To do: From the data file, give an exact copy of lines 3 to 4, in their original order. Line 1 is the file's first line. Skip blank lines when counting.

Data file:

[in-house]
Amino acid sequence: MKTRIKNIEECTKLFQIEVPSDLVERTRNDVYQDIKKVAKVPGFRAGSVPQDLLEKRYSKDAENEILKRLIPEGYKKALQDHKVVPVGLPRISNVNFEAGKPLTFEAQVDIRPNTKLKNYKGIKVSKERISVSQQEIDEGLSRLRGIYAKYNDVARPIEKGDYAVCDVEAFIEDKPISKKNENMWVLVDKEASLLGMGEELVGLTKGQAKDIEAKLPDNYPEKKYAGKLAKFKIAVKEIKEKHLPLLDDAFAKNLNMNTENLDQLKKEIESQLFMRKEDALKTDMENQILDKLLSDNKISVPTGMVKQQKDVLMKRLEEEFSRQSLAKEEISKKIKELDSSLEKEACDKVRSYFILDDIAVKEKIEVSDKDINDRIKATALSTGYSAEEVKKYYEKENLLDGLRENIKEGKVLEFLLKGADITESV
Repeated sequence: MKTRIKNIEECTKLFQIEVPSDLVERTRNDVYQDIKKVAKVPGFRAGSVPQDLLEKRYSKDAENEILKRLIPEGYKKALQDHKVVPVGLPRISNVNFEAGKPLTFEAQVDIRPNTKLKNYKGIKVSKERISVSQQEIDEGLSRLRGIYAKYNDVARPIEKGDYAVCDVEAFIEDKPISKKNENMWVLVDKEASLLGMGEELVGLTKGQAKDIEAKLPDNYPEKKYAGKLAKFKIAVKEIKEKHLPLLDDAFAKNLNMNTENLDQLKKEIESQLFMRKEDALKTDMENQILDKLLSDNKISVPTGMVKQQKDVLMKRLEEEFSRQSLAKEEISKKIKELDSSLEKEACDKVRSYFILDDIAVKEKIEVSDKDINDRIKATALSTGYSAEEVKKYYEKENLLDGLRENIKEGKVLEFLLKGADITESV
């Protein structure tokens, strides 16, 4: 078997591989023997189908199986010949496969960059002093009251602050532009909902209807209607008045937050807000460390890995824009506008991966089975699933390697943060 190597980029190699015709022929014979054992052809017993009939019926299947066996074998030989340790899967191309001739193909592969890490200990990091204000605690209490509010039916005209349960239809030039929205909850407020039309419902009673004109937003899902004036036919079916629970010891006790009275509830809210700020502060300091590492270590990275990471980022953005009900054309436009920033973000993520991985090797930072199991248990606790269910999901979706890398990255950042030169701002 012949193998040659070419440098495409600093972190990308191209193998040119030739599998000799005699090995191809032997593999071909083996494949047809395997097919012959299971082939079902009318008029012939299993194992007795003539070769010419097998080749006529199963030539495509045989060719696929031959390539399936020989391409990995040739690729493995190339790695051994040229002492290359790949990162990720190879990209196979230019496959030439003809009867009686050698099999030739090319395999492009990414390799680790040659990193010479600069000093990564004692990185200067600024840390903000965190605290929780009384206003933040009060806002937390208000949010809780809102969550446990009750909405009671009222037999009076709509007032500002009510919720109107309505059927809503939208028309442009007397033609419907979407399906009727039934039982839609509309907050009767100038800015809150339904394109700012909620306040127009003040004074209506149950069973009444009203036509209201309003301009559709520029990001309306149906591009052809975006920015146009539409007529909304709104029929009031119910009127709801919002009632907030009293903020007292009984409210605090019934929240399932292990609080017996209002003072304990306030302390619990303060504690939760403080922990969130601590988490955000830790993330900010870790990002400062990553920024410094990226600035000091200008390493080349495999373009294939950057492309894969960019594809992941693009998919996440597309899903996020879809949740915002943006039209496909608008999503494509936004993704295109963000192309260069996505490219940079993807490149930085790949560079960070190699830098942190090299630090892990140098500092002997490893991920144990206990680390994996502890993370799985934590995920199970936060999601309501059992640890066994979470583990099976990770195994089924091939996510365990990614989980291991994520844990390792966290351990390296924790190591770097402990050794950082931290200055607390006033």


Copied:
Repeated sequence: MKTRIKNIEECTKLFQIEVPSDLVERTRNDVYQDIKKVAKVPGFRAGSVPQDLLEKRYSKDAENEILKRLIPEGYKKALQDHKVVPVGLPRISNVNFEAGKPLTFEAQVDIRPNTKLKNYKGIKVSKERISVSQQEIDEGLSRLRGIYAKYNDVARPIEKGDYAVCDVEAFIEDKPISKKNENMWVLVDKEASLLGMGEELVGLTKGQAKDIEAKLPDNYPEKKYAGKLAKFKIAVKEIKEKHLPLLDDAFAKNLNMNTENLDQLKKEIESQLFMRKEDALKTDMENQILDKLLSDNKISVPTGMVKQQKDVLMKRLEEEFSRQSLAKEEISKKIKELDSSLEKEACDKVRSYFILDDIAVKEKIEVSDKDINDRIKATALSTGYSAEEVKKYYEKENLLDGLRENIKEGKVLEFLLKGADITESV
């Protein structure tokens, strides 16, 4: 078997591989023997189908199986010949496969960059002093009251602050532009909902209807209607008045937050807000460390890995824009506008991966089975699933390697943060 190597980029190699015709022929014979054992052809017993009939019926299947066996074998030989340790899967191309001739193909592969890490200990990091204000605690209490509010039916005209349960239809030039929205909850407020039309419902009673004109937003899902004036036919079916629970010891006790009275509830809210700020502060300091590492270590990275990471980022953005009900054309436009920033973000993520991985090797930072199991248990606790269910999901979706890398990255950042030169701002 012949193998040659070419440098495409600093972190990308191209193998040119030739599998000799005699090995191809032997593999071909083996494949047809395997097919012959299971082939079902009318008029012939299993194992007795003539070769010419097998080749006529199963030539495509045989060719696929031959390539399936020989391409990995040739690729493995190339790695051994040229002492290359790949990162990720190879990209196979230019496959030439003809009867009686050698099999030739090319395999492009990414390799680790040659990193010479600069000093990564004692990185200067600024840390903000965190605290929780009384206003933040009060806002937390208000949010809780809102969550446990009750909405009671009222037999009076709509007032500002009510919720109107309505059927809503939208028309442009007397033609419907979407399906009727039934039982839609509309907050009767100038800015809150339904394109700012909620306040127009003040004074209506149950069973009444009203036509209201309003301009559709520029990001309306149906591009052809975006920015146009539409007529909304709104029929009031119910009127709801919002009632907030009293903020007292009984409210605090019934929240399932292990609080017996209002003072304990306030302390619990303060504690939760403080922990969130601590988490955000830790993330900010870790990002400062990553920024410094990226600035000091200008390493080349495999373009294939950057492309894969960019594809992941693009998919996440597309899903996020879809949740915002943006039209496909608008999503494509936004993704295109963000192309260069996505490219940079993807490149930085790949560079960070190699830098942190090299630090892990140098500092002997490893991920144990206990680390994996502890993370799985934590995920199970936060999601309501059992640890066994979470583990099976990770195994089924091939996510365990990614989980291991994520844990390792966290351990390296924790190591770097402990050794950082931290200055607390006033």